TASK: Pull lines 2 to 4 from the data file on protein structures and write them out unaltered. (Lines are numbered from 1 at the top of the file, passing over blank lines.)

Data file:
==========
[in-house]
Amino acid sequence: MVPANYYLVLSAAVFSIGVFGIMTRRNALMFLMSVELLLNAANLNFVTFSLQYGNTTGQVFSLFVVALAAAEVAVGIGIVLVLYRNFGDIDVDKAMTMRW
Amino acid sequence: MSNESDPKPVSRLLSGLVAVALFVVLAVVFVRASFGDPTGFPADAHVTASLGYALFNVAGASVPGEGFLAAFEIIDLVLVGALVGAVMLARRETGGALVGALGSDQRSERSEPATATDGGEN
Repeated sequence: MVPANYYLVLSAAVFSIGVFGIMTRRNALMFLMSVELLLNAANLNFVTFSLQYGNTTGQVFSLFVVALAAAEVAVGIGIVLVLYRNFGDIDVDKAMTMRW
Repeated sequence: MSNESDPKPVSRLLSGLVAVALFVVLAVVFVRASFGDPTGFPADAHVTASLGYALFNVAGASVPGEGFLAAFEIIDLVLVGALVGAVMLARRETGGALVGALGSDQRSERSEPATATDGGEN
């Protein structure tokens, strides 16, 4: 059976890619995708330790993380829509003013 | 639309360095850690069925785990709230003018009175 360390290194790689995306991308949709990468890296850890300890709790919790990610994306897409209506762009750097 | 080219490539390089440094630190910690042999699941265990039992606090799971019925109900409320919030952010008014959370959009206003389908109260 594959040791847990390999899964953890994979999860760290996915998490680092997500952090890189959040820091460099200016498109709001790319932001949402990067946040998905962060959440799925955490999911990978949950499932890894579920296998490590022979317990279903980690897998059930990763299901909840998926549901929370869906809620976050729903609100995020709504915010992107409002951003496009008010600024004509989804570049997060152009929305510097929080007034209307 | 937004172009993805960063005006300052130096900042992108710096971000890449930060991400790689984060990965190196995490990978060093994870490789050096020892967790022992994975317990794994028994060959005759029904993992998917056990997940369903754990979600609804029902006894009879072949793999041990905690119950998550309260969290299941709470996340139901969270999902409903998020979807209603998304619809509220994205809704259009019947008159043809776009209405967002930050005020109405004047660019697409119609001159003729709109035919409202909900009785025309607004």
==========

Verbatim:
Amino acid sequence: MVPANYYLVLSAAVFSIGVFGIMTRRNALMFLMSVELLLNAANLNFVTFSLQYGNTTGQVFSLFVVALAAAEVAVGIGIVLVLYRNFGDIDVDKAMTMRW
Amino acid sequence: MSNESDPKPVSRLLSGLVAVALFVVLAVVFVRASFGDPTGFPADAHVTASLGYALFNVAGASVPGEGFLAAFEIIDLVLVGALVGAVMLARRETGGALVGALGSDQRSERSEPATATDGGEN
Repeated sequence: MVPANYYLVLSAAVFSIGVFGIMTRRNALMFLMSVELLLNAANLNFVTFSLQYGNTTGQVFSLFVVALAAAEVAVGIGIVLVLYRNFGDIDVDKAMTMRW